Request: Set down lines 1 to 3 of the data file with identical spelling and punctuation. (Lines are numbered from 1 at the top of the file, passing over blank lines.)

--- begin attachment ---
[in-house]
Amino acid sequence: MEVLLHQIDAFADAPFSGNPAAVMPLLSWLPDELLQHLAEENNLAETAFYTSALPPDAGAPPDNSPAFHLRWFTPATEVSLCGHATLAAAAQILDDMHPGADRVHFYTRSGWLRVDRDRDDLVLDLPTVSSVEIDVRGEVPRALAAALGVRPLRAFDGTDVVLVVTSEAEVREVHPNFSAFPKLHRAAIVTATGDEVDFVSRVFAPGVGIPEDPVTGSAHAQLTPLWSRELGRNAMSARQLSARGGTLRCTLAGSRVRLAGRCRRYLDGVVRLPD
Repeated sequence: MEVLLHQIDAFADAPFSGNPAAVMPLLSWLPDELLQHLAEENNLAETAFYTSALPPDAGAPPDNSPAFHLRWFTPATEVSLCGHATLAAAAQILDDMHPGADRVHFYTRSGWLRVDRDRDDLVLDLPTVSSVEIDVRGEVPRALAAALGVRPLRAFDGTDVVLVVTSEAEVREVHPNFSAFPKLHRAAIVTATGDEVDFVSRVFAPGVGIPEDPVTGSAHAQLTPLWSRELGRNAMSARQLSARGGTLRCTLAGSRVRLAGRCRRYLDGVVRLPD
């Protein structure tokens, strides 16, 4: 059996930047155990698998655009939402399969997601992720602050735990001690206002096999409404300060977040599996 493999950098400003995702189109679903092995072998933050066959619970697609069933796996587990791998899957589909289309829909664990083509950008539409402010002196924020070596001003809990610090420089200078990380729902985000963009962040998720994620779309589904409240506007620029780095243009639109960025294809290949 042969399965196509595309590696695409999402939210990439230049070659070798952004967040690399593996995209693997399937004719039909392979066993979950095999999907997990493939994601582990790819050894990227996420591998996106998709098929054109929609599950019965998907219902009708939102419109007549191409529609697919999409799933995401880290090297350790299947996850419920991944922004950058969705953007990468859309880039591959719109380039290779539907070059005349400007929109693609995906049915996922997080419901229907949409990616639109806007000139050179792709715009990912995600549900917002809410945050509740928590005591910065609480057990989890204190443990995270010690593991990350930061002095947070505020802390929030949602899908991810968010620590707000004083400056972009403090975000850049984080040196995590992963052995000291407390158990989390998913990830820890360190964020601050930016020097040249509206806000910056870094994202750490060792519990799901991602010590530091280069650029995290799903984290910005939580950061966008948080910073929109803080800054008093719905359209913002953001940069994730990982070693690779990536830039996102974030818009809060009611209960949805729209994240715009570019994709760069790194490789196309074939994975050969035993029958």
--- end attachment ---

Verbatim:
[in-house]
Amino acid sequence: MEVLLHQIDAFADAPFSGNPAAVMPLLSWLPDELLQHLAEENNLAETAFYTSALPPDAGAPPDNSPAFHLRWFTPATEVSLCGHATLAAAAQILDDMHPGADRVHFYTRSGWLRVDRDRDDLVLDLPTVSSVEIDVRGEVPRALAAALGVRPLRAFDGTDVVLVVTSEAEVREVHPNFSAFPKLHRAAIVTATGDEVDFVSRVFAPGVGIPEDPVTGSAHAQLTPLWSRELGRNAMSARQLSARGGTLRCTLAGSRVRLAGRCRRYLDGVVRLPD
Repeated sequence: MEVLLHQIDAFADAPFSGNPAAVMPLLSWLPDELLQHLAEENNLAETAFYTSALPPDAGAPPDNSPAFHLRWFTPATEVSLCGHATLAAAAQILDDMHPGADRVHFYTRSGWLRVDRDRDDLVLDLPTVSSVEIDVRGEVPRALAAALGVRPLRAFDGTDVVLVVTSEAEVREVHPNFSAFPKLHRAAIVTATGDEVDFVSRVFAPGVGIPEDPVTGSAHAQLTPLWSRELGRNAMSARQLSARGGTLRCTLAGSRVRLAGRCRRYLDGVVRLPD